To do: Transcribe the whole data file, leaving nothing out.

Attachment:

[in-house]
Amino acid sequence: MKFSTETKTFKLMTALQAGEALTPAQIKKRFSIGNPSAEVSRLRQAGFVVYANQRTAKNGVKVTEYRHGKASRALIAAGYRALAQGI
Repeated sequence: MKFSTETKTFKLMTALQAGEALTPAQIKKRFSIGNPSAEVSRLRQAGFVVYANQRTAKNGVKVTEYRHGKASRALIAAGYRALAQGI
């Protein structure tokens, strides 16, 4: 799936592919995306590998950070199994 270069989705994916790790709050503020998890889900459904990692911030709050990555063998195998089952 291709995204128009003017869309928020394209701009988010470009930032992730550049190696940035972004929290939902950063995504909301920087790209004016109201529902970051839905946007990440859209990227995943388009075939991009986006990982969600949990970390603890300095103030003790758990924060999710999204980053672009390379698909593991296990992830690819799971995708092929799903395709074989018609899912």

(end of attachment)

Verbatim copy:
[in-house]
Amino acid sequence: MKFSTETKTFKLMTALQAGEALTPAQIKKRFSIGNPSAEVSRLRQAGFVVYANQRTAKNGVKVTEYRHGKASRALIAAGYRALAQGI
Repeated sequence: MKFSTETKTFKLMTALQAGEALTPAQIKKRFSIGNPSAEVSRLRQAGFVVYANQRTAKNGVKVTEYRHGKASRALIAAGYRALAQGI
């Protein structure tokens, strides 16, 4: 799936592919995306590998950070199994 270069989705994916790790709050503020998890889900459904990692911030709050990555063998195998089952 291709995204128009003017869309928020394209701009988010470009930032992730550049190696940035972004929290939902950063995504909301920087790209004016109201529902970051839905946007990440859209990227995943388009075939991009986006990982969600949990970390603890300095103030003790758990924060999710999204980053672009390379698909593991296990992830690819799971995708092929799903395709074989018609899912």